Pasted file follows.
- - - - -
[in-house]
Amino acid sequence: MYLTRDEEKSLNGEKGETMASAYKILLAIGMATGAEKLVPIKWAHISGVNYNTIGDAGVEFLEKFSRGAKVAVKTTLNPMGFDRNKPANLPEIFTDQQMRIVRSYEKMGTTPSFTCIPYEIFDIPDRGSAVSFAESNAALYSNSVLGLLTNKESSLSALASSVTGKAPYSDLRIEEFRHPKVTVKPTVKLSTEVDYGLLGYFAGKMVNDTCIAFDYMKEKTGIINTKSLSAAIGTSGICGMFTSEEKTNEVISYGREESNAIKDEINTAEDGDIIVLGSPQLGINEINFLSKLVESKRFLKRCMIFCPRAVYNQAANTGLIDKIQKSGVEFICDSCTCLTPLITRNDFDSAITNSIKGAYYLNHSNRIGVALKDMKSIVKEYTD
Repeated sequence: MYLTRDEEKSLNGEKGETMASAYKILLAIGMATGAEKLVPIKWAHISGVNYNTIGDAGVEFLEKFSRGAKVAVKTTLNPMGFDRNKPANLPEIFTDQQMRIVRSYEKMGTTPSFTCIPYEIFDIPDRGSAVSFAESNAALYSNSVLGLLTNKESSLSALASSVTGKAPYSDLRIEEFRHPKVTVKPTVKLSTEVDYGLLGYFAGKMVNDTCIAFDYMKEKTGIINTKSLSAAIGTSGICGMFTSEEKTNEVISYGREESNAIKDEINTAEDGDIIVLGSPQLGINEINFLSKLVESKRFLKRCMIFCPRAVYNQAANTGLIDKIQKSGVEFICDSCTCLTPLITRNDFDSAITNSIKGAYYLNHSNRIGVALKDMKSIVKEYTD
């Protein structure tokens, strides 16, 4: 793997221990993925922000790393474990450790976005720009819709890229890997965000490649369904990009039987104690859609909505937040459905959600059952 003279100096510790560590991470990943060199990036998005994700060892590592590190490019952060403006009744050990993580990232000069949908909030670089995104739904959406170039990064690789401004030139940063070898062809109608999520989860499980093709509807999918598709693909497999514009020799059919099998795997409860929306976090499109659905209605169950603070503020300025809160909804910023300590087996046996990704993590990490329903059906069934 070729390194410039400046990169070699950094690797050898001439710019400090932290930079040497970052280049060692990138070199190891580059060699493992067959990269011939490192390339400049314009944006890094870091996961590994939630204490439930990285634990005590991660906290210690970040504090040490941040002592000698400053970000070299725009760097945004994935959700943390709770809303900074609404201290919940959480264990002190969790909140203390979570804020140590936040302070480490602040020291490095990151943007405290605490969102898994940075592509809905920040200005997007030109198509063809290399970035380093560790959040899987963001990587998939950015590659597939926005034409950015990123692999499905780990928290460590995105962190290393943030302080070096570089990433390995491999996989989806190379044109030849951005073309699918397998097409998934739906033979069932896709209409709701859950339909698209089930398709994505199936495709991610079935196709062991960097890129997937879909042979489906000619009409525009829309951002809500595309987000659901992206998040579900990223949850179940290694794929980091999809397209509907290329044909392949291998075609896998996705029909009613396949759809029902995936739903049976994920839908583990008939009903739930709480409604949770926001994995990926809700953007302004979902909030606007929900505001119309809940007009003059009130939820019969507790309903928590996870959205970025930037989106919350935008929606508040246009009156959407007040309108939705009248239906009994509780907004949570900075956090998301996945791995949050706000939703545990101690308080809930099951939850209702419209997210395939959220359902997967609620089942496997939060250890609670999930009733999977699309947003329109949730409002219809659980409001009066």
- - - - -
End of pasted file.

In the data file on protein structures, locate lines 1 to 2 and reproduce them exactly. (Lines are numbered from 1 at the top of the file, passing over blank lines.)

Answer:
[in-house]
Amino acid sequence: MYLTRDEEKSLNGEKGETMASAYKILLAIGMATGAEKLVPIKWAHISGVNYNTIGDAGVEFLEKFSRGAKVAVKTTLNPMGFDRNKPANLPEIFTDQQMRIVRSYEKMGTTPSFTCIPYEIFDIPDRGSAVSFAESNAALYSNSVLGLLTNKESSLSALASSVTGKAPYSDLRIEEFRHPKVTVKPTVKLSTEVDYGLLGYFAGKMVNDTCIAFDYMKEKTGIINTKSLSAAIGTSGICGMFTSEEKTNEVISYGREESNAIKDEINTAEDGDIIVLGSPQLGINEINFLSKLVESKRFLKRCMIFCPRAVYNQAANTGLIDKIQKSGVEFICDSCTCLTPLITRNDFDSAITNSIKGAYYLNHSNRIGVALKDMKSIVKEYTD